With tournaments resuming over the coming weeks and months, USA Fencing’s top priority is to provide a safe environment for our athletes, tournament staff, volunteers, coaches and family members.
The Return to Competition began with the sanctioning of local events in August, followed by regional events in October and national tournaments in 2021. USA Fencing would like to thank the regional tournament organizers who are working tirelessly to make sure that these events are held safely.
Due to the increase of COVID-19 cases throughout the nation, USA Fencing has made the difficult decision to postpone the start of the 2020-21 national events season until February 2021.
The first national level event will be held beginning in February and continuing through June with the National Championships and July Challenge which will remain as previously scheduled from July 3-12 in Philadelphia, Pa.
A tournament task force is currently examining the event schedule and combinations which will be released in the coming weeks. This task force includes national events staff and tournament committee members as well as representatives from the athlete, coach, referee and club communities.
As the situation with COVID-19 continues to evolve, USA Fencing will continue to revise and assess tournament protocol, format and structure for the season. In November, a survey will be sent to USA Fencing members, including athletes and staff, regarding interest in competition opportunities.
Although the event schedule is being finalized by the task force, the Junior Olympic Championships will be moved from February to Summer Nationals. The birth years for junior and cadet will remain the same throughout the 2020-21 season and will not change until Aug. 1, 2021.
Qualifying paths to championship events are being updated as well and will be announced in the coming weeks.
Regional events, including Super Youth Circuit tournaments, will remain as scheduled. Any updates to the regional events calendar due to local or state guidelines can be found at https://www.usafencing.org/regional-calendar. The Super Junior and Cadet Circuit calendar will be released with the national events calendar in the coming weeks.
Several key changes will be implemented, effective immediately, in order to protect the health and safety of participants at all tournaments sanctioned by USA Fencing. These changes were implemented through the advice and guidance of a team of experts, including infectious disease specialists from The Mount Sinai Department of Rehabilitation and Human Performance Hospital as well as USA Fencing sports medicine staff, representatives of the Referees’ Commission and athlete representatives, including 2008 Olympic team silver medalist Dr. Emily Cross (New York City, N.Y.), 2018 Senior World Team Champion Kat Holmes (Washington, D.C.) and 2019 Senior World Team member Kamali Thompson (Teaneck, N.J.)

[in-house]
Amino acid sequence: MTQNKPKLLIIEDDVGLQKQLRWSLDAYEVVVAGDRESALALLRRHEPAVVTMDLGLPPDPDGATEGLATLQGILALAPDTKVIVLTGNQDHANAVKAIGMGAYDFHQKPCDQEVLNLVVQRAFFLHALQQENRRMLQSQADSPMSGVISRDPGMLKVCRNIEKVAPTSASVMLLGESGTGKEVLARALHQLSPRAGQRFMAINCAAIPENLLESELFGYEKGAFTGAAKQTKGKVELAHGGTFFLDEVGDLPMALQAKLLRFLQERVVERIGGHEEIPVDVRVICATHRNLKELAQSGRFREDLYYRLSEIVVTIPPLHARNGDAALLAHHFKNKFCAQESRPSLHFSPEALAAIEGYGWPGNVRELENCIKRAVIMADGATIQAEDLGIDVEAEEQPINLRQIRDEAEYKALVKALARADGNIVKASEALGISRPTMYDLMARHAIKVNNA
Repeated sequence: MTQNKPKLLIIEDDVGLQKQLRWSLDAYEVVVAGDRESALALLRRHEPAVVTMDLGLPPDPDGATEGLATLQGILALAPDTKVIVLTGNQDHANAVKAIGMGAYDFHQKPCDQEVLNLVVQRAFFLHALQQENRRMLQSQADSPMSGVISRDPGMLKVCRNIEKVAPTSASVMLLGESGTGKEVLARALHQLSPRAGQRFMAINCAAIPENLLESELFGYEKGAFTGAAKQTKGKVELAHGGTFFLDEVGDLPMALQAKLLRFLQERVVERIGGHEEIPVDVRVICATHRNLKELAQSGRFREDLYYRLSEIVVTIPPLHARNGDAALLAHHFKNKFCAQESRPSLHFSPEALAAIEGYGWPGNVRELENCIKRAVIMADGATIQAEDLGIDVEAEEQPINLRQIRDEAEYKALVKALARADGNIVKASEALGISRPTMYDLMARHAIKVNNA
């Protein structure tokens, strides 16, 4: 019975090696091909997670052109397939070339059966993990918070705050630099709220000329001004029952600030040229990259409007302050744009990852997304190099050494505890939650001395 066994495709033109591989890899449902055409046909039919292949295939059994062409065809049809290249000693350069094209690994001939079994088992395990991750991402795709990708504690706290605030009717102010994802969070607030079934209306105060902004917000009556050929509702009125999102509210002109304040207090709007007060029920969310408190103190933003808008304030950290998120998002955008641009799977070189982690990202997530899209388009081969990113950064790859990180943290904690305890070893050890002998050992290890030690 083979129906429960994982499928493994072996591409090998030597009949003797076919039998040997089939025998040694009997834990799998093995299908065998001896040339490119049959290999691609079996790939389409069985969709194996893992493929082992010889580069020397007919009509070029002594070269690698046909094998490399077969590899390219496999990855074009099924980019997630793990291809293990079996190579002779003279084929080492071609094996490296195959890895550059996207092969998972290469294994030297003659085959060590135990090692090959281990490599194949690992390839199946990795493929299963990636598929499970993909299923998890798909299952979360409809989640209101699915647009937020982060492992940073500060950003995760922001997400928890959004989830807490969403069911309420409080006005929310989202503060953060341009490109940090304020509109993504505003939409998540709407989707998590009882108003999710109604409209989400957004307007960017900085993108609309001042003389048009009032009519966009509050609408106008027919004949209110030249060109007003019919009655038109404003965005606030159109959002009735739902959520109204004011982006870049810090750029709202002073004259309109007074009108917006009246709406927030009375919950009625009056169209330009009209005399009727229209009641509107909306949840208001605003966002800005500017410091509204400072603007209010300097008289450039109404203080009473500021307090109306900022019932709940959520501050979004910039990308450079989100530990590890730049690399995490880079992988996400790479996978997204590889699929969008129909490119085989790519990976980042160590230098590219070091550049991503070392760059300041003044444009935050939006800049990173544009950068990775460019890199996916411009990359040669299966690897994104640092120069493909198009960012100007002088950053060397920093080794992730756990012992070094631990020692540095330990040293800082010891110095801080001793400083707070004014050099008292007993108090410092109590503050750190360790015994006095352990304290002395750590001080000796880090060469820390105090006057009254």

All attendees at USA Fencing sanctioned tournaments will be required to wear a mask at all times, including athletes during competition.
Face coverings must be two-layer cloth masks or surgical face coverings. Single-layer gaiters, bandannas, masks with vents and inserts that clip into the fencing mask and do not fully contact the athlete's face are not permitted.
Athletes who do not comply with this policy will not be allowed to compete. Other individuals, including spectators and coaches, who do not wear a mask or face covering will be assessed a Group 3 penalty for “any person not on strip disturbing order” which includes a yellow card warning for the first infraction and a black card resulting in expulsion from the venue for a second infraction. There will be no exceptions, for athletes or any other tournament attendee, to the mask mandate.
Research has shown that virus transmission occurs at higher rates when individuals scream or yell due to the increased propulsion of droplets through the air. Accordingly, yelling after a touch, or at any time during a bout, will be prohibited. As this is a significant change to a habit for many fencers, referees are advised to verbally warn fencers rather than issuing an immediate penalty. If, after warnings, the referee determines an athlete is deliberately violating the reminder not to scream, the referee can award a Group 1 penalty for refusal to obey the referee resulting in a yellow card for the first infraction and red cards for subsequent infractions. The referee also has the authority to award a Group 3 penalty for disturbing order on the strip which results in a red card for the first infraction and a black card and exclusion from the tournament for subsequent infractions.
Athletes are to salute at the conclusion of a bout in lieu of shaking hands with each other, the referee or coaches.
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